Knowing when to exit a trade can work wonders for your trading returns. Here’s one tool that can help you make that critical decision. It was a very hot day in September and I was at a private lunch meeting with the CEO and CFO of a legal consulting company. They were making the rounds to encourage well-heeled investors to consider investing in their company. Their stock had a high market cap but a low daily turnover, which for most money managers, is a criterion that brings up a caution ﬂag.
I decided to use the opportunity to practice presenting a small piece of what I was working on, one of the many automated techniques used by the technical analysis software that was being built for a family ofﬁce consortium. I decided to present them with credible evidence that I had technology that is used by the money managers of the ultra-wealthy in Vienna to know when to sell. This may sound like a tall tale, but I taught technical analysis to Vienna money managers several years back.
First I showed them the chart of the Dow Jones Industrial Average (DJIA) you see in Figure 1 and mentioned that a year ago I posted a video that suggested the DJIA was near a topping area. In the chart of the DJIA in Figure 1 a mega-horn pattern is in play and price is near the green line. The technician who ﬁrst identiﬁed the pattern and coined the term mega horn wrote that it was more reliable for ﬁnding highs than lows. The green line is the far parallel of an Andrews pitchfork. The pitchfork is drawn using the recent three large pivots. Most charting software has the ability to draw this line. The Andrews line was originally written about in this magazine by Tom French.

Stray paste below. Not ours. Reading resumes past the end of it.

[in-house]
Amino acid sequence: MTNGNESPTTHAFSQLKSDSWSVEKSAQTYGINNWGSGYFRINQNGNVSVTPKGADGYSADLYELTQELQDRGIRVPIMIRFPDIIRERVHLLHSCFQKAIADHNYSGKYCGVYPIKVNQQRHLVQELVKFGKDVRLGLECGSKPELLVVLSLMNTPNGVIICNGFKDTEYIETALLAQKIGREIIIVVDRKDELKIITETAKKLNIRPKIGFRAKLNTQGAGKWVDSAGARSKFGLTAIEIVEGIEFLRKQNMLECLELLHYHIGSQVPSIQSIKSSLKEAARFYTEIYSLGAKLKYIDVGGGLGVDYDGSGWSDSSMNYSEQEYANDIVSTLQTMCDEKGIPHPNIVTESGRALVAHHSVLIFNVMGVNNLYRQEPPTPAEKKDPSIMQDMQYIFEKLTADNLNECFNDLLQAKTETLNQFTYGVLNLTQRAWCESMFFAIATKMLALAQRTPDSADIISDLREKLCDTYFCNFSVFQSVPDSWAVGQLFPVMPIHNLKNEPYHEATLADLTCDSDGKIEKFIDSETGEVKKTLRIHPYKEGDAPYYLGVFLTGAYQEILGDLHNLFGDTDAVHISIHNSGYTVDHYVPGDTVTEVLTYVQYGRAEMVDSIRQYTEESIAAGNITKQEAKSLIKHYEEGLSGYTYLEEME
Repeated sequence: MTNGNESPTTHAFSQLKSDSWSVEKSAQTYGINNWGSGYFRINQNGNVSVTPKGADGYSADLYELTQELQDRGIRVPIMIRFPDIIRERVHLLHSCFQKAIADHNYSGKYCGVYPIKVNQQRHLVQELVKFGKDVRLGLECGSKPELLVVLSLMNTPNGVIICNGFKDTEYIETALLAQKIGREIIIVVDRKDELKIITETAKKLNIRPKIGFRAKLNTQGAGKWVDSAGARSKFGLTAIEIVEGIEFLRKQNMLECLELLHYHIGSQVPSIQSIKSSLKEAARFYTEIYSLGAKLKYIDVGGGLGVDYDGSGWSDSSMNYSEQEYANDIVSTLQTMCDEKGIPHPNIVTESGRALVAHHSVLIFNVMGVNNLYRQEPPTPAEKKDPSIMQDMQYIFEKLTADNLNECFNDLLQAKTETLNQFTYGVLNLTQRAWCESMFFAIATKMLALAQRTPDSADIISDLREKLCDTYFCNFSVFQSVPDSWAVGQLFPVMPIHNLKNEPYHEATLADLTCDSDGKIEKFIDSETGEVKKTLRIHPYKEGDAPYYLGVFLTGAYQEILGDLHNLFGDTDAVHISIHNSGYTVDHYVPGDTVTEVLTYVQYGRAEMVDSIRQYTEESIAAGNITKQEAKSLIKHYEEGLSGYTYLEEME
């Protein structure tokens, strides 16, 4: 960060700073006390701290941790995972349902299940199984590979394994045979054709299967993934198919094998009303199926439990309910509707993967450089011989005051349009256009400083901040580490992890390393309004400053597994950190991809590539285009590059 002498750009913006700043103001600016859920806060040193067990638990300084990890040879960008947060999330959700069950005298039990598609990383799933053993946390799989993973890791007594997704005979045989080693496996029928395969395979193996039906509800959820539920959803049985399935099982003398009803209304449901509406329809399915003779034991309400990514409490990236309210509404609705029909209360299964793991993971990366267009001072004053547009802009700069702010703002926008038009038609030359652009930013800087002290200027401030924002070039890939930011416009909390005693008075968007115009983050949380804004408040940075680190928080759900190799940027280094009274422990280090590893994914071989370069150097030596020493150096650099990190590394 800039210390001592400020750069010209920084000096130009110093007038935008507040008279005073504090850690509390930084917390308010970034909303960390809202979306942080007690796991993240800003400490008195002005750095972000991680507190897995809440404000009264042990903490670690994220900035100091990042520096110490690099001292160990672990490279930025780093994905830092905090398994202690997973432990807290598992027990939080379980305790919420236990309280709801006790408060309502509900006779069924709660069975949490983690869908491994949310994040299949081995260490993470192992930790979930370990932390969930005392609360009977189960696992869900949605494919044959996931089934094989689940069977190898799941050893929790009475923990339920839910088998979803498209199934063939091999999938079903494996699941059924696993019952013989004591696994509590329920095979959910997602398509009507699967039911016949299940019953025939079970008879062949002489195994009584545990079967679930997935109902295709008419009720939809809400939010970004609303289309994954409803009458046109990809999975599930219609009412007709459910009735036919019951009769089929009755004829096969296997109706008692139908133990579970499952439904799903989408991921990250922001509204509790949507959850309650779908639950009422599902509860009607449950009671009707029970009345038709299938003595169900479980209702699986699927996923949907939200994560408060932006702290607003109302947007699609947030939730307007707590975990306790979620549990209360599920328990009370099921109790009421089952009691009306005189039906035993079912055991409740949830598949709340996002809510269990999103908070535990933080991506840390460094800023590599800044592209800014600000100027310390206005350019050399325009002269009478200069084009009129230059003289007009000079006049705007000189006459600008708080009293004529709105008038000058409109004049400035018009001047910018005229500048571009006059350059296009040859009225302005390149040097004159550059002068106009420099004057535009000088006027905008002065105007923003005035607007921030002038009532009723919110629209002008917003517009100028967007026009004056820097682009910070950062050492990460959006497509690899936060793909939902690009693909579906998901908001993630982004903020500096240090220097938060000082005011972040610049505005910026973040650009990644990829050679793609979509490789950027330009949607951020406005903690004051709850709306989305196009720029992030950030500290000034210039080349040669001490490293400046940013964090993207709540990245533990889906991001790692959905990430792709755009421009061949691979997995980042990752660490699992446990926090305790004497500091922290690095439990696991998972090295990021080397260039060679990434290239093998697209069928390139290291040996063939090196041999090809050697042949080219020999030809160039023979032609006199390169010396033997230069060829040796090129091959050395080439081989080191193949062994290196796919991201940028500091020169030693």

Over the years I found that price often ﬁnds strong resistance at the green line. This is something I taught to money managers in Vienna years ago. Figure 2 shows the weekly scale of the DJIA and you can see that price did reverse near the green line.
Price often finds strong resistance at the green line, which is the far parallel of an Andrews pitchfork.
I showed them several other charts such as the daily chart of Apple Inc. (AAPL) that you see in Figure 3. Once again I pointed out that prices had made a top at the green line. Interestingly, a similar scenario took place in AAPL in 2012 (Figure 4) in that prices reversed near the green line. However, I didn’t include this chart in my presentation.
I have come across several charts that show prices reversing at the green line. I’ve seen it enough times that I am convinced the green line is a reliable tool that lets me know when to sell.
Ron Jaenisch spent time with Dr. Alan Andrews learning his techniques. Jaenisch has been authorized by Andrews to teach the Andrews techniques via a course that now includes videos. In 2015 Jaenisch was part of an international team that built software that automatically trades forex, stocks, and futures, using the techniques.